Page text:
How To Increase DevOps Remote Workspace Productivity

How To Increase DevOps Remote Workspace Productivity

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DevOps is a project management process and philosophy that is meant to boost an organization’s productivity when delivering applications. However, even with the best practices in place, you need to be able to ensure that all team members stay on task to make it work.

Managing productivity is challenging in a traditional workplace environment; it becomes even more challenging when using remote workspaces and having your team divided. Here is how you can increase your DevOps remote workplace productivity.

Incorporate Regular Performance Testing

Nothing identifies where someone is falling short with their tasks like testing performance. From a DevOps perspective, that means looking at the overall performance of the code and identify any potential issues. This could include load testing (see https://stackify.com/ for more information) and regular peer code reviews to keep everyone on the same page.

In addition to testing the performance of your applications, it’s essential to set performance metrics for your team. This plays into the feedback loop for DevOps. Identify key performance metrics for the people working on your project. While it’s human to make an error here and there, there should be a threshold to what’s considered acceptable. Having performance metrics for your remote team will keep them on task, even when they aren’t being supervised in person.

Set SMART Goals and Deliverables

To keep your team on task, set SMART goals– goals that are specific, measurable, attainable, realistic, and time bound. To translate SMART goals into deliverables, it means breaking down what needs to be completed into daily, weekly, and monthly tasks.

Consider adding a daily conference call each morning to discuss what will be done over the day, what challenges were faced with the previous day’s work, why any deadlines have been missed, and how everyone will get back on track. The assigned project manager should be in charge of running this meeting and keeping track of the progress made each day.

Keep Communication Open

Communication is one of the most significant parts of the DevOps philosophy. Continuous feedback, honesty, transparency, and collaboration all fall under the umbrella of communication. By keeping communication open and clear, you encourage productivity across the board.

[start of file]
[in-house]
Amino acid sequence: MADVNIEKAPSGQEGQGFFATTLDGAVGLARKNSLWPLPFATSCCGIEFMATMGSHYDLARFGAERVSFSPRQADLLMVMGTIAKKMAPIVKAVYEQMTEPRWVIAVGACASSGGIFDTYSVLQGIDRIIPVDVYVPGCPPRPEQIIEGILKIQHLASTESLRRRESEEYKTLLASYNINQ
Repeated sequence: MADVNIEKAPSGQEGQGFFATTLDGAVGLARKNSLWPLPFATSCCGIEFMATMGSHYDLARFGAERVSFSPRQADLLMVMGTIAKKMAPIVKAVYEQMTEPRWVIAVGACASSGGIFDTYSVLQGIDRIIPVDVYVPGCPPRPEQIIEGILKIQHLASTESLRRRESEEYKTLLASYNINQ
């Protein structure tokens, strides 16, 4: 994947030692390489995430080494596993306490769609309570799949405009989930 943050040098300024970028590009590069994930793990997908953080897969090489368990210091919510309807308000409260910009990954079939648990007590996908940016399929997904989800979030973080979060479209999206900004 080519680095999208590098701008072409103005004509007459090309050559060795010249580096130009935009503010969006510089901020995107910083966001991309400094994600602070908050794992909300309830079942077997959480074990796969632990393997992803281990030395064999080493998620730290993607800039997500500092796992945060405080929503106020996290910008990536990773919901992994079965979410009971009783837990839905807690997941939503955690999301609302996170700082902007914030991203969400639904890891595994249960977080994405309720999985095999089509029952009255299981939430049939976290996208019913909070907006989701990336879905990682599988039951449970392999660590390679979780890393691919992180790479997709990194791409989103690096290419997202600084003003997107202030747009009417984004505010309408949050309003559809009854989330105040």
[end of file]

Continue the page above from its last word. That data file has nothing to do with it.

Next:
Technology has made it easier to keep lines of communication open when teams work remotely. Applications like Slack has reduced the confusion and ambiguity of email conversations, creating an integrated approach to communicating from various parts of the globe. By implementing the tools and policies that promote open communication, you will have more success keeping a team on track.

Make communication expectations clear for your team. If someone must take time away from their project or runs into a problem, they have a responsibility to communicate the delay to the team. Don’t just cover when people are expected to communicate, but the manner in which they are expected to communicate. Tone often gets lost over remote connections and can create unintentional conflicts with a team.

Have Set Hours

One of the benefits of working with a remote team is that you can pull talent from anywhere in the world. For your team members, they get the benefit of being able to find a balance between their career and goals outside of your business. However, this does present challenges with scheduling.

Flexible scheduling may work for some DevOps projects, but there should still be some guidelines put in place. You may choose to have a team that must work within certain hours that makes sense for your organization. It may mean creating a small overlap for your team working in the Eastern hemisphere with those working in the Western hemisphere. Creating an overlap means that there is a time for communication that makes sense, rather than having days go by with emails sitting untouched.

Another way to manage productivity with your remote DevOps team is to have them identify a set schedule each week during which they’ll be available. As a business, you can set a minimum amount of required hours to ensure that you’re getting the dedication you require. Having this added structure to the DevOps process can be extremely beneficial for a remote team.

Set Minimum Requirements for Remote Workspaces

Setting minimum expectations for remote workspace conditions will help reduce downtime among your team. For example, requiring that the remote space has strong wifi capabilities is essential to keeping your people productive. Security is another feature that has a lot of merit when using cloud capabilities to share information. This might mean having the ability to log into a secure network or choosing a place where people can’t view your screen (i.e., a home office rather than a coffee shop).

When setting minimum requirements for remote workspaces, be sure to make the expectations clear across the board. If any problems arise with the availability of these spaces, circle back to your open communication policy and have your workers let your project manager know as soon as possible.

By ensuring that everyone has a clear understanding of the DevOps philosophy and applies that to their daily work, you’ll be able to keep your team productive no matter where they are in the world.

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